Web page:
Andreyeva Bay, the former refueling site for nuclear-powered vessels with the Soviet Northern Fleet, has received international attention since the early 90s. This hotspot in the Murmansk region, close to the Russian border with Norway, has been the one of the main objects of an international effort to clean up the radioactive inheritance from the Soviet Union.
Among the more difficult tasks to handle has been the decommissioning of the so called “Building no. 5”, where spent fuel assemblies (SFAs) were stored in basins filled with water. Although the cleanup in Andreyeva Bay has come far, and shipments of SFAs from the former naval base to further storage and handling at the Mayak Chemical Combine commenced in June of 2017, building no. 5 continues to be a thorn in the side of the parties responsible for the cleanup operations.
Bellona has summed up the history and late developments concerning building no. 5 in this short working paper. It provides information on the scale of the problem, and shows how difficult the task of decommissioning this particular part of the Andreyeva Bay-complex has been, and still is. A lack of publicly available information on the current plans for future mitigation measures leaves the details of building no. 5’s near future surrounded in mystery. Bellona recommends holding a public hearing, informing the general public and interested parties about the current situation, plans and goals of the decommissioning project for this part of the old naval base-complex.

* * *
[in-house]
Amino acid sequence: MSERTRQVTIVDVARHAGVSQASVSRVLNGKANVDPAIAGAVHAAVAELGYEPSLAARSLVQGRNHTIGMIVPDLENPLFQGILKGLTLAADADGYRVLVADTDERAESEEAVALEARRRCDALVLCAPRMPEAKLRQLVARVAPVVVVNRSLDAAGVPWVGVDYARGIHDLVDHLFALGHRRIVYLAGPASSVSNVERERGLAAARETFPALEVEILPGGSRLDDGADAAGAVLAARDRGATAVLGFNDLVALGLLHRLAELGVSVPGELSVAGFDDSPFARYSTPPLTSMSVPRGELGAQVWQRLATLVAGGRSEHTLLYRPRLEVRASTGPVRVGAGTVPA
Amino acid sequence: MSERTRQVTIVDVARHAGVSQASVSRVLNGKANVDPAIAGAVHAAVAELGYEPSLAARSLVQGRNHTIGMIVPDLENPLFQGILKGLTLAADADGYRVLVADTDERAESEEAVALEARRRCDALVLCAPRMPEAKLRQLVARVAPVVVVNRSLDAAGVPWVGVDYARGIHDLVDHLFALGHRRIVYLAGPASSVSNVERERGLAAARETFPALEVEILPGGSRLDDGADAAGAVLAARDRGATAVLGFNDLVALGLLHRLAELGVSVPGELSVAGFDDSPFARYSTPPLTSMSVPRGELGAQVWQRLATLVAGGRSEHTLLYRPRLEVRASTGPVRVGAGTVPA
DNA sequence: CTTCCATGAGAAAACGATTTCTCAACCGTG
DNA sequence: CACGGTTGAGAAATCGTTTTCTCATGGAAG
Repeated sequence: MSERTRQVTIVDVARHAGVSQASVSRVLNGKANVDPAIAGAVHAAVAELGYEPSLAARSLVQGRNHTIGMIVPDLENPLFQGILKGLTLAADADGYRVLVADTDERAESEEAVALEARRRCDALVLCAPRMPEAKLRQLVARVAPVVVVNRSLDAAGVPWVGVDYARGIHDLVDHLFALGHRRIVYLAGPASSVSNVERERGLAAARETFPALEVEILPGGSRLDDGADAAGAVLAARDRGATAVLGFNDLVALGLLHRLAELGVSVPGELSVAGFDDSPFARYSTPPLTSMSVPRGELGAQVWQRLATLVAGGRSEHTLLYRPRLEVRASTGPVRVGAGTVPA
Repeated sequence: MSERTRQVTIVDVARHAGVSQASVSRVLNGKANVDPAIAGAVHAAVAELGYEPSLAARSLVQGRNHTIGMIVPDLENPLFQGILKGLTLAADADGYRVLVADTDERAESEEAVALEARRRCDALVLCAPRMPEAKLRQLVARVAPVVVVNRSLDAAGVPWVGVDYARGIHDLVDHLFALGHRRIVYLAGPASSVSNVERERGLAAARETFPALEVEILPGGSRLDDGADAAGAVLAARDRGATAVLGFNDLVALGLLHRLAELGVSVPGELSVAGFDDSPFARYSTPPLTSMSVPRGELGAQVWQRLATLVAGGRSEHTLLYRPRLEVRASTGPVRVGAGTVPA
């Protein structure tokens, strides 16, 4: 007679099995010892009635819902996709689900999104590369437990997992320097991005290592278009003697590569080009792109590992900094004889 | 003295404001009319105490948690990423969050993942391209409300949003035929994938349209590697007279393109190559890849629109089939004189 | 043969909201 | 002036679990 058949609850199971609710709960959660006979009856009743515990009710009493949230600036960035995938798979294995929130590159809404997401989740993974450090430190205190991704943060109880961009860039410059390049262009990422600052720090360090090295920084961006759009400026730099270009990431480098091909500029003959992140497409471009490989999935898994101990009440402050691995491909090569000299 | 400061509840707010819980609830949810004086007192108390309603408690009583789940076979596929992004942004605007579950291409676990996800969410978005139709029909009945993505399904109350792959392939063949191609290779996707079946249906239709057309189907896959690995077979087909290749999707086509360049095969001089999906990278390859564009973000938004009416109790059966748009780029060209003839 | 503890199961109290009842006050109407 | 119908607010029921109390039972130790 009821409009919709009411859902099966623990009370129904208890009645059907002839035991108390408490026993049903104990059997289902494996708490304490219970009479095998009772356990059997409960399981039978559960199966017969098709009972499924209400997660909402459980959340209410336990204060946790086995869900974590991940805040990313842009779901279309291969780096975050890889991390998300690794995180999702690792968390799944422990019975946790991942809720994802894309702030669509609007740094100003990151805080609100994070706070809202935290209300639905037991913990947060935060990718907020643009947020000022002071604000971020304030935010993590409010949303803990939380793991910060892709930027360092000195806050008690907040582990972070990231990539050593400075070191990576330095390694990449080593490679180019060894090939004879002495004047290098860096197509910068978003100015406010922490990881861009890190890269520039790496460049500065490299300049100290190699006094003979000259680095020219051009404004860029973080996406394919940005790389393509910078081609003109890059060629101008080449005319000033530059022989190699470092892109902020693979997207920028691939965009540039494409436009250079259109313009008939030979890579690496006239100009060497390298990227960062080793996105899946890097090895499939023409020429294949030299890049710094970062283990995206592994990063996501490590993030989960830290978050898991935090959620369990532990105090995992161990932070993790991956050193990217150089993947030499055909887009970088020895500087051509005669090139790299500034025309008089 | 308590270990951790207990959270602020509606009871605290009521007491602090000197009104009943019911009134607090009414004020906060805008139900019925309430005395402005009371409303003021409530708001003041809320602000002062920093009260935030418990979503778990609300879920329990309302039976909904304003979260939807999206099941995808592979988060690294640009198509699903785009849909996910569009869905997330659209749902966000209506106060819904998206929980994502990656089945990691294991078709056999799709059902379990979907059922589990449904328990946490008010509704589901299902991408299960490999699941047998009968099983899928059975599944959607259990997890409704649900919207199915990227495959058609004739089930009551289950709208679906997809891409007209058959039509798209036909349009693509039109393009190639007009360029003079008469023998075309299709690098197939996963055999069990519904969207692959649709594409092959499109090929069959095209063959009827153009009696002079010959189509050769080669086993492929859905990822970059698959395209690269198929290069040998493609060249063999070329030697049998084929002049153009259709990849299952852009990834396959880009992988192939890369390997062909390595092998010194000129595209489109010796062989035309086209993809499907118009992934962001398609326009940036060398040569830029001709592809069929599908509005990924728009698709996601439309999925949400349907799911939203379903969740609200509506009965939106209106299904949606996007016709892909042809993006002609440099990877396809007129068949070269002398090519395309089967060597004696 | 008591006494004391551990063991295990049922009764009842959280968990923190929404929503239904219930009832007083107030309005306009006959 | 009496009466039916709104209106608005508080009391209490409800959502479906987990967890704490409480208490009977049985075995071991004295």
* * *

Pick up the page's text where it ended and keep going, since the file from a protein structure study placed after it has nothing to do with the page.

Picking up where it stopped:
To read about the story and status of building no. 5. Click the link below.
Authors: Andrey Zolotkov
Publisher: The Bellona Foundation